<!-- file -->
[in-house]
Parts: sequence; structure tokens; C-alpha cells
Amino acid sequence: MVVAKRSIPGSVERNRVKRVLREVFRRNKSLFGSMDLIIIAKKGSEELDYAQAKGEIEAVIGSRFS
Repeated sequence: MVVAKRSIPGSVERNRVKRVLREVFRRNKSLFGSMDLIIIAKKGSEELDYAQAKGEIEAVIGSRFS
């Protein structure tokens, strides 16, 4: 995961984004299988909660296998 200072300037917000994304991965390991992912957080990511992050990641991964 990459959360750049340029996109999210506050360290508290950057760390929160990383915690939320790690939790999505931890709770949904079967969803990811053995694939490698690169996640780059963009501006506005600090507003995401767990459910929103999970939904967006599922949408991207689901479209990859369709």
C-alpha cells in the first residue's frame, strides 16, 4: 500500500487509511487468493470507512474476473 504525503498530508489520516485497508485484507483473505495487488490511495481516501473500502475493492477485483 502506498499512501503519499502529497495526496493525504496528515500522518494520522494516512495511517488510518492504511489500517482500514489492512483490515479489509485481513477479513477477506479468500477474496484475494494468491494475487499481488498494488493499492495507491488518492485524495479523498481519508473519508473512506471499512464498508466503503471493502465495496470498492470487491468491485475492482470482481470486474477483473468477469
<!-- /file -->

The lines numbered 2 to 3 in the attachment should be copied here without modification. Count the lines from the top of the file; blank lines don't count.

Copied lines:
Parts: sequence; structure tokens; C-alpha cells
Amino acid sequence: MVVAKRSIPGSVERNRVKRVLREVFRRNKSLFGSMDLIIIAKKGSEELDYAQAKGEIEAVIGSRFS